I recently found that someone has been attempting to infringe (use) one of my trademarks.
I was amazed at how deeply I'd felt about it ... it was like I had been violated in some way. As if someone had attempted to take a child of mine. Didn't they understand? That was MY creativity; it was MY digging deep to find a new, creative and original expression of my energy, intuition and creative-leadership. That trademark expressed ME in a unique and very personal way. As I'd often said to friends and business colleagues ..."that is SO ME!' (and I meant it).
But then, as usual, I started to reflect on the matter, and what was really going on.
First things first: where had this come from? Well, I had 'let slip' my focus and enthusiasm for this trademark. So, in the void of that creative thrust and exuberance, someone else had started to use it. Okay, lesson learned.
But once beyond the shock, horror and indignation, I started to feel into the whole issue of creativity versus competition. Here now was someone 'forcing' me to 'compete' for something that I'd taken energy, time, heart and soul to bring into being.
At first I had thought to 'compete' in the usual manner ... take it to court (with attendant costs, time, energy and focus).
Think about it. Those first to market (think Apple) with a good product, will trump the also-ran competitors. "Owning the space" (market) is first and foremost about being creative (e.g. great designs of products), and being first (or nearly so). Obviously, creativity positions one first (it wouldn't be creative otherwise).
But I also started to reflect on the nature of competition ... by its very nature it reduces everyone to winners or losers with the winners having to 'take' from the losers. It's about dividing the pie more unevenly, whereas creativity only ADDS to the mix and expands the pie.
And that got me thinking about the whole competitive focus of our sports-mad culture. It's about limited resources (with the winner taking those resources - prize money, pretty objects, partners ... whatever). The fine print is that "there is not enough" for everyone, so we must compete. Culturally this is deeply embedded, starting with the silliness of Darwinian 'survival of the fittest' theories -- we need to compete to survive, so goes the theory.
Culturally we've been habituated into thinking "I can't create and add to the world, so I'll have to get tricky and clever and grab what I can."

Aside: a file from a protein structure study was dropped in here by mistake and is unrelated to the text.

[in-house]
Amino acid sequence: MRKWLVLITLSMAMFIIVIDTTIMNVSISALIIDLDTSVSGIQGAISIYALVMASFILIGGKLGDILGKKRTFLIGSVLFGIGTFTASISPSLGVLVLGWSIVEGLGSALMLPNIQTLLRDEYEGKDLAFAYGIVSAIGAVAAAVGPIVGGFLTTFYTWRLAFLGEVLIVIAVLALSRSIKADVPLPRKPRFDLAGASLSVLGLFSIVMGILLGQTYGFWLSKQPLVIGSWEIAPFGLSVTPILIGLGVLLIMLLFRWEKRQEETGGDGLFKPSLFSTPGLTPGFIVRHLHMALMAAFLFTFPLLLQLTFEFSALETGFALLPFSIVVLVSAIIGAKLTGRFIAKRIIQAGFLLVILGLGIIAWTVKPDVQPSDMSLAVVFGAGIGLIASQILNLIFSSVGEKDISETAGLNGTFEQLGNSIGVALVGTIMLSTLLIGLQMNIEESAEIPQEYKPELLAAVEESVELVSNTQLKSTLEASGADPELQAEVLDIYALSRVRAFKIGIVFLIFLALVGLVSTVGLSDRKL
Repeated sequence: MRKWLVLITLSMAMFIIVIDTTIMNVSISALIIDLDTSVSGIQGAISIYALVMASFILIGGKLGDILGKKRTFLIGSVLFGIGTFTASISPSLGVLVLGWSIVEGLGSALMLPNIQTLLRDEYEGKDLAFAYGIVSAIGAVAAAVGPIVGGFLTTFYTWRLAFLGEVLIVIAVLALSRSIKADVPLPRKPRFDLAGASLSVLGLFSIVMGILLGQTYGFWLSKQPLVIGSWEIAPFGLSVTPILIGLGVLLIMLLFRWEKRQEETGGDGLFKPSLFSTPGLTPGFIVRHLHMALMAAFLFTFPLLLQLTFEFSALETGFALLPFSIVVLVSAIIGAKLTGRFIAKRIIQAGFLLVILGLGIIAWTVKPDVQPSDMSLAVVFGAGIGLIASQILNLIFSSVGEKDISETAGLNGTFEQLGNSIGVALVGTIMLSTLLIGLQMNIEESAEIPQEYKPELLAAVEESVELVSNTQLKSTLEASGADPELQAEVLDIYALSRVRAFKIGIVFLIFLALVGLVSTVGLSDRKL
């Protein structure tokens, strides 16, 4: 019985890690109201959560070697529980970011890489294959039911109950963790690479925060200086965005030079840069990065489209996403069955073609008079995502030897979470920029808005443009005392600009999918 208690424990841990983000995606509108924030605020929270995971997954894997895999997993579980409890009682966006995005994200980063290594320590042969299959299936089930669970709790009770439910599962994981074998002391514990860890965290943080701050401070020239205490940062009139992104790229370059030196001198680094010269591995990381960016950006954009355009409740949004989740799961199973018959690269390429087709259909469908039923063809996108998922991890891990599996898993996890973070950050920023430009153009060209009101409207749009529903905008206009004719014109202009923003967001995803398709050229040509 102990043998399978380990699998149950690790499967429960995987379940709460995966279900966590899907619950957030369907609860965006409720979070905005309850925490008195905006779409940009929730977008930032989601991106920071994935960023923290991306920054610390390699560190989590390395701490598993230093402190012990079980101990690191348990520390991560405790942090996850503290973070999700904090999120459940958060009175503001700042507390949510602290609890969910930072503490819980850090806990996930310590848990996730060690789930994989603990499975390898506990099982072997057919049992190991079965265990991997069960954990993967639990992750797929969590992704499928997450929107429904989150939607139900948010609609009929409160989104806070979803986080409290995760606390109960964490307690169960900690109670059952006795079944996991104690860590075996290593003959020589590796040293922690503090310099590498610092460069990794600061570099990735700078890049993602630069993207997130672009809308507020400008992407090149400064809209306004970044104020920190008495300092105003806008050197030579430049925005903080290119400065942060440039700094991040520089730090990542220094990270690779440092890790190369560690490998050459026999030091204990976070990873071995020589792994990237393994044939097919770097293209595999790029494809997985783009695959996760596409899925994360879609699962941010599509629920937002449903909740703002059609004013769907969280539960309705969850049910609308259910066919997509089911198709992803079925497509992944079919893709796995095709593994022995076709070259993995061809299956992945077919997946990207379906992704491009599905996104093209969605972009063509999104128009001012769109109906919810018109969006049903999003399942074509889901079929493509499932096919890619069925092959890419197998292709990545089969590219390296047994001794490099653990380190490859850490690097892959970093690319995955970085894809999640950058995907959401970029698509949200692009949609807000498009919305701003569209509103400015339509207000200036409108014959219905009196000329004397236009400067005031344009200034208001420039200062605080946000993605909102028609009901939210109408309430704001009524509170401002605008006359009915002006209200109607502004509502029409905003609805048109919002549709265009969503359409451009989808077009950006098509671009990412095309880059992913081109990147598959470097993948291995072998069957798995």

Competition is a seriously limiting and depressive energy. The more we compete, the more we compare, the more we are reminded "there is not enough", so the more we'll feel depressed. We think that life is NOT naturally abundant, giving and supportive, so we must cut, kill and consume the creative output of others.
That I feel is one of the reasons for our increasing epidemic of depression ... we're told day in and day out that life is increasingly competitive, and that if we don't out-run, out-sell, out-compete our competitors we'll be left behind. When we lose, we don't feel life is inherently supportive. Only winners are grinners, as they say. That lack of any profound sense of support causes all sorts of anxieties and selfish behaviours.
Our politicians buy into this nonsense, promoting policies that increase competitiveness.
Marriage breakups see the worst of this competitiveness ... competing over possessions (because we "work so hard" to gain them); competing over children (because there is only "limited love" in our world).
Then it struck me why lawyers are more likely to be depressed or alcoholics - in our adversarial legal world there's only winners and losers: those that win and take, and those that lose and become poorer, or less able to enjoy their children's love and company.
And that's why various 'get rich quick' schemes and activities are so popular: 'slot machines', TV game shows, casinos, ponzi-pyramid schemes, lotteries and litigation ... ("I can't create new ideas and products that will produce wealth and abundance for myself, so I'll win it or take it from others").
The list goes on.
And yet the benefits and results of creativity are all around us to observe. Every part of our culture and Civilisation -- all the products, buildings, bridges, recipes, services, jokes, clothes, cars, computers ... and pets -- originated from someone's creative thought. It's all been the result of ideas that were different to what existed before, dating back to the stone age, and even before then.
I'll have lots more on this very soon!